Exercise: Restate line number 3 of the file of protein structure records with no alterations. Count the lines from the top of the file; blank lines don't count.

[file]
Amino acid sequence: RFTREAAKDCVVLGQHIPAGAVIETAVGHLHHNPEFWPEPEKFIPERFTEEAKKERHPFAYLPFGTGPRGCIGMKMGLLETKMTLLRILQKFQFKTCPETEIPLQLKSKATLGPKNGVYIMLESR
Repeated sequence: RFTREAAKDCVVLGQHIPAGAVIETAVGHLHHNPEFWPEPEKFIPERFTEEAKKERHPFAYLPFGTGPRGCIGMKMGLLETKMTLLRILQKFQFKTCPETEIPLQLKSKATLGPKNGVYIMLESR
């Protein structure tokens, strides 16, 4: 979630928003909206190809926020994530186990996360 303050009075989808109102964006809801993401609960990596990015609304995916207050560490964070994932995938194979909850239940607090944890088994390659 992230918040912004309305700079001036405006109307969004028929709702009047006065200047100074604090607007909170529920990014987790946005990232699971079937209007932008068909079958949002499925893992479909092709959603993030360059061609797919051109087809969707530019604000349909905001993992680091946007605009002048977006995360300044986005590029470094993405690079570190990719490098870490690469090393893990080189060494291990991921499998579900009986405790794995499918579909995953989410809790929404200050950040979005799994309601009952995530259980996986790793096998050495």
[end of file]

């Protein structure tokens, strides 16, 4: 979630928003909206190809926020994530186990996360 303050009075989808109102964006809801993401609960990596990015609304995916207050560490964070994932995938194979909850239940607090944890088994390659 992230918040912004309305700079001036405006109307969004028929709702009047006065200047100074604090607007909170529920990014987790946005990232699971079937209007932008068909079958949002499925893992479909092709959603993030360059061609797919051109087809969707530019604000349909905001993992680091946007605009002048977006995360300044986005590029470094993405690079570190990719490098870490690469090393893990080189060494291990991921499998579900009986405790794995499918579909995953989410809790929404200050950040979005799994309601009952995530259980996986790793096998050495």